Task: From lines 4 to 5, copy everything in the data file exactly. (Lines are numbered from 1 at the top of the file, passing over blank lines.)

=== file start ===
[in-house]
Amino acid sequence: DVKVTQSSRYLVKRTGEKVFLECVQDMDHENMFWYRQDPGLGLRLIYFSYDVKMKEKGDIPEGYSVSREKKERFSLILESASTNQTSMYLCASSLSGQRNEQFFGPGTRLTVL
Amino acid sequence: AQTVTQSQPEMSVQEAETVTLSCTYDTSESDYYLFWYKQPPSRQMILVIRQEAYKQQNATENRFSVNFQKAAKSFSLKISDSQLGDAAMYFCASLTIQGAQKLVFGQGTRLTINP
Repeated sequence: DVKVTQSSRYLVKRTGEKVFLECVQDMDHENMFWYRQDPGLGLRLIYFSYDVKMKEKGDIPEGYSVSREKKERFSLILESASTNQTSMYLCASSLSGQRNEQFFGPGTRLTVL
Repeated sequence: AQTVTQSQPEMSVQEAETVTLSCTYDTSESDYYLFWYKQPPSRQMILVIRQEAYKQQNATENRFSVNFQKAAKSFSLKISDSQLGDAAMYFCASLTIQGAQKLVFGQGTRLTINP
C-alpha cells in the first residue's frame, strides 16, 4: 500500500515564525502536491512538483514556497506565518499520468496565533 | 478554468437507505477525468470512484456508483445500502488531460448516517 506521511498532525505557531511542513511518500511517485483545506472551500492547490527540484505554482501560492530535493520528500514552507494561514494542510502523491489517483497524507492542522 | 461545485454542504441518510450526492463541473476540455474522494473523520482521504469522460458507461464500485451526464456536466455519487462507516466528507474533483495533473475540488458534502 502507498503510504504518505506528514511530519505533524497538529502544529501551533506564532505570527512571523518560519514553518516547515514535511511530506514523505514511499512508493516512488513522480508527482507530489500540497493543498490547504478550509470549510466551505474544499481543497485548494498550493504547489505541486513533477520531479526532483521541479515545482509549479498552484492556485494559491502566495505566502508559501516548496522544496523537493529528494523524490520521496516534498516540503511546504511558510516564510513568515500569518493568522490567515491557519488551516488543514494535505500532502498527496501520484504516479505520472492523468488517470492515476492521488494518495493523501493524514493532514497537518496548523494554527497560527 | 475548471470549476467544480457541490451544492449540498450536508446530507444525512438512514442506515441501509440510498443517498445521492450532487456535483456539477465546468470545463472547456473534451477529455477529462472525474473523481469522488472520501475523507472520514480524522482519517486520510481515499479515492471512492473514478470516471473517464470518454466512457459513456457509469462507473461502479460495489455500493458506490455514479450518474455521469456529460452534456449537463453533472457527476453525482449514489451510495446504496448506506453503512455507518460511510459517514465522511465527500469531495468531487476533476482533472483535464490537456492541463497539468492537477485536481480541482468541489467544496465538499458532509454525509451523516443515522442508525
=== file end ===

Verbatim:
Repeated sequence: DVKVTQSSRYLVKRTGEKVFLECVQDMDHENMFWYRQDPGLGLRLIYFSYDVKMKEKGDIPEGYSVSREKKERFSLILESASTNQTSMYLCASSLSGQRNEQFFGPGTRLTVL
Repeated sequence: AQTVTQSQPEMSVQEAETVTLSCTYDTSESDYYLFWYKQPPSRQMILVIRQEAYKQQNATENRFSVNFQKAAKSFSLKISDSQLGDAAMYFCASLTIQGAQKLVFGQGTRLTINP